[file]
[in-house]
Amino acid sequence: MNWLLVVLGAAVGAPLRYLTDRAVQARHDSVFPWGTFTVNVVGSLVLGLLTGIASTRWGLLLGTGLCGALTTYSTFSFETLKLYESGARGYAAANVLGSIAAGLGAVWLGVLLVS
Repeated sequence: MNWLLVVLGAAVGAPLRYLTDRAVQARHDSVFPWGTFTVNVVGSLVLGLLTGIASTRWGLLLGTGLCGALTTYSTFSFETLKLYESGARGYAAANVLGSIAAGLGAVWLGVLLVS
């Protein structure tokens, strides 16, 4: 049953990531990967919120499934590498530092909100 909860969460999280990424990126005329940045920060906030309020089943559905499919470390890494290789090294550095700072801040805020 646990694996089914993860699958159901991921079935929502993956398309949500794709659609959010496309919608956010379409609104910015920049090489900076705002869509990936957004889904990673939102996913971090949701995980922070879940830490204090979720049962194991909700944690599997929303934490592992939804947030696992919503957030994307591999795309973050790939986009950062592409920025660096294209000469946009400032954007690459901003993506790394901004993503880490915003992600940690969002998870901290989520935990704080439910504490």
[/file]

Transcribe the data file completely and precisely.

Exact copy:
[in-house]
Amino acid sequence: MNWLLVVLGAAVGAPLRYLTDRAVQARHDSVFPWGTFTVNVVGSLVLGLLTGIASTRWGLLLGTGLCGALTTYSTFSFETLKLYESGARGYAAANVLGSIAAGLGAVWLGVLLVS
Repeated sequence: MNWLLVVLGAAVGAPLRYLTDRAVQARHDSVFPWGTFTVNVVGSLVLGLLTGIASTRWGLLLGTGLCGALTTYSTFSFETLKLYESGARGYAAANVLGSIAAGLGAVWLGVLLVS
């Protein structure tokens, strides 16, 4: 049953990531990967919120499934590498530092909100 909860969460999280990424990126005329940045920060906030309020089943559905499919470390890494290789090294550095700072801040805020 646990694996089914993860699958159901991921079935929502993956398309949500794709659609959010496309919608956010379409609104910015920049090489900076705002869509990936957004889904990673939102996913971090949701995980922070879940830490204090979720049962194991909700944690599997929303934490592992939804947030696992919503957030994307591999795309973050790939986009950062592409920025660096294209000469946009400032954007690459901003993506790394901004993503880490915003992600940690969002998870901290989520935990704080439910504490």